Promoting Weight Loss in Children
The Parental Help is on the Way Approach to Promoting Weight Loss in Children
I grew up at the tail end of the, “children should be seen but not heard,” and “do as I say but not as I do” parenting era. The hypocrisy of it all still had a heartbeat, but it was slowing. For instance, youngsters who were caught experimenting with smoking were subject to near capitol punishment repercussions, as in, “you'll hang for that junior!” Meanwhile, Mom and Dad puffed away madly to the tune of one pack per day.
Curiously enough, when we asked what was the great taboo regarding tobacco, we were told we were simply not old enough yet. Sorry kids, suicide begins at eighteen, so you'll just have to wait.
Even more curious was the explanation that smoking was a bad and dangerous habit. Apparently, role modeling was still in the tune-up stage.
We remain imperfect although we have gotten better across time. Meanwhile, the fact remains that there is much to be said for leading by example.
The Bariatric Model
A recent study by Geisinger found that overweight boys who lived with an adult who had bariatric surgery had a lower-than-anticipated body mass index (BMI) post surgery. Overweight boys who did not live with an adult with a history of bariatric surgery had a higher than anticipated BMI at follow-up.
Christopher D. Still, director of Geisinger's Obesity Institute, states that, "parental obesity is one of the strongest risk factors for childhood obesity.” He adds that parents who are good models for eating behavior, responsive to the signals their children give, and who make available certain foods at home, might make good opportunities for intervention.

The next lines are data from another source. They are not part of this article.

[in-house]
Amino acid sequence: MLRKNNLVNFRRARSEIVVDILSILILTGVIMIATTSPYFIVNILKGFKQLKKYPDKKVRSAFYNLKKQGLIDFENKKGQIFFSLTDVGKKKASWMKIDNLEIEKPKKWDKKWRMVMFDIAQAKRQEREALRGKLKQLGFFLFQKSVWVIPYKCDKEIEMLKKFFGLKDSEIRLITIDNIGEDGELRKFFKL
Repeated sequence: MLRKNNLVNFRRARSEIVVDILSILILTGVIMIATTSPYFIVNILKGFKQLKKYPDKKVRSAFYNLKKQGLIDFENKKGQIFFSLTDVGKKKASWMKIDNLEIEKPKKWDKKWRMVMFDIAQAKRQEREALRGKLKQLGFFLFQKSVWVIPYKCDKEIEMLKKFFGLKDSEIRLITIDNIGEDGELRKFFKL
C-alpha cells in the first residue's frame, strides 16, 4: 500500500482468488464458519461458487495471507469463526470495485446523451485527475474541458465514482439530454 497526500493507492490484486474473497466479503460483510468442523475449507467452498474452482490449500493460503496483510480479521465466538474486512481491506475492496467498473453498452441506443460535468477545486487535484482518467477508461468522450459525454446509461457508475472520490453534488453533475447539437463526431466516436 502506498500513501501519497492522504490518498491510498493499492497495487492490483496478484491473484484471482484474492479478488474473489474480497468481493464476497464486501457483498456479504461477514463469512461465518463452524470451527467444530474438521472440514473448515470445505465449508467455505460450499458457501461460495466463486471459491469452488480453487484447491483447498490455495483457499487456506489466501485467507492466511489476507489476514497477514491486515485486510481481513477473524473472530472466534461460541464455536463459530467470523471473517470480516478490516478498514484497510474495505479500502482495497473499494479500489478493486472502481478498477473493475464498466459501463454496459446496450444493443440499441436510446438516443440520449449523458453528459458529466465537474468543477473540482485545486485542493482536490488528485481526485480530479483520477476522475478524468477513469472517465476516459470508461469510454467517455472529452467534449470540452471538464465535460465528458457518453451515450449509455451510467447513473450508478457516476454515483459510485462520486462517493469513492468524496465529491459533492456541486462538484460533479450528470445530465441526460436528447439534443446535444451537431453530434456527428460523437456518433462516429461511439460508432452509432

Because an adult family member is already making changes to his or her lifestyle, it is believed that this person is a good candidate to promote a heathy lifestyle intervention within the household.
The Helping Hand Approach
Part of parenting is to serve as a life guide to our children, to do what we can to influence choices that lead to the better direction. Researchers at Brown University in Rhode Island assessed how ready parents were to make behavioral changes around the eating and exercise habits of their children. What they discovered was that parents were not always ready to do both, that they were more willing to make changes in diet than in physical activity.
Unfortunately, the overall results were not that great. The survey was administered to parents of children who were going through an obesity and endocrine clinic. Even under those conditions, only 60% were ready to make dietary changes and 40% to make changes in physical activity. The readiness level in families not seeking treatment would be lower.
It also was discovered that parents who believed that their own weight was a health problem were less ready to make changes to their children's diets. Researchers speculate that these parents may feel frustrated or overwhelmed by their own failures to lose weight.
The study was published in the Journal of the Academy of Nutrition and Dietetics.
Living larger than ever,
My Bariatric Life